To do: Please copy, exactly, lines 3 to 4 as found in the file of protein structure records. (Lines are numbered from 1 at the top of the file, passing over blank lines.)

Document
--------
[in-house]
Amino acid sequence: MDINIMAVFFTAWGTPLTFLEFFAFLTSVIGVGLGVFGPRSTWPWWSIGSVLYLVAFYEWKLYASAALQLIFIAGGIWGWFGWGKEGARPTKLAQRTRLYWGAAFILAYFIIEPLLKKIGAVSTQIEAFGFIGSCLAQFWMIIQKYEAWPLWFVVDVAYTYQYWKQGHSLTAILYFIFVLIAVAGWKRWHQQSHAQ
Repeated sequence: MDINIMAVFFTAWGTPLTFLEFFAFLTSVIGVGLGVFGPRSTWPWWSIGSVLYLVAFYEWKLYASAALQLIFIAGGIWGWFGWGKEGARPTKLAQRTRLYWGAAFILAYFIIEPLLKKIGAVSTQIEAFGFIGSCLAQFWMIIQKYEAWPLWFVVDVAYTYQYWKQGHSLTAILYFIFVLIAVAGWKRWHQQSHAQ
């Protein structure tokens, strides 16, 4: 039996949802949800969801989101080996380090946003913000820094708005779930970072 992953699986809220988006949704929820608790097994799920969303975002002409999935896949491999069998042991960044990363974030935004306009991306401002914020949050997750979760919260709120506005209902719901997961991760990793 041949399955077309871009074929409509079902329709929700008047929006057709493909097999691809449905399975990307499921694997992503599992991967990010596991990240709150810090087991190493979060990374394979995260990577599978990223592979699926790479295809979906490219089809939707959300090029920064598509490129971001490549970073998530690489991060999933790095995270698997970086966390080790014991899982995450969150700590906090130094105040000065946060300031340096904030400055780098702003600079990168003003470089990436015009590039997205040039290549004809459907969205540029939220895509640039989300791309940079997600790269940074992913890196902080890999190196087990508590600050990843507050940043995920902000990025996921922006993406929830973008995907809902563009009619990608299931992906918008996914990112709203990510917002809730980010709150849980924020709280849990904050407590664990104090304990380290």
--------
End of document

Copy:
Repeated sequence: MDINIMAVFFTAWGTPLTFLEFFAFLTSVIGVGLGVFGPRSTWPWWSIGSVLYLVAFYEWKLYASAALQLIFIAGGIWGWFGWGKEGARPTKLAQRTRLYWGAAFILAYFIIEPLLKKIGAVSTQIEAFGFIGSCLAQFWMIIQKYEAWPLWFVVDVAYTYQYWKQGHSLTAILYFIFVLIAVAGWKRWHQQSHAQ
């Protein structure tokens, strides 16, 4: 039996949802949800969801989101080996380090946003913000820094708005779930970072 992953699986809220988006949704929820608790097994799920969303975002002409999935896949491999069998042991960044990363974030935004306009991306401002914020949050997750979760919260709120506005209902719901997961991760990793 041949399955077309871009074929409509079902329709929700008047929006057709493909097999691809449905399975990307499921694997992503599992991967990010596991990240709150810090087991190493979060990374394979995260990577599978990223592979699926790479295809979906490219089809939707959300090029920064598509490129971001490549970073998530690489991060999933790095995270698997970086966390080790014991899982995450969150700590906090130094105040000065946060300031340096904030400055780098702003600079990168003003470089990436015009590039997205040039290549004809459907969205540029939220895509640039989300791309940079997600790269940074992913890196902080890999190196087990508590600050990843507050940043995920902000990025996921922006993406929830973008995907809902563009009619990608299931992906918008996914990112709203990510917002809730980010709150849980924020709280849990904050407590664990104090304990380290």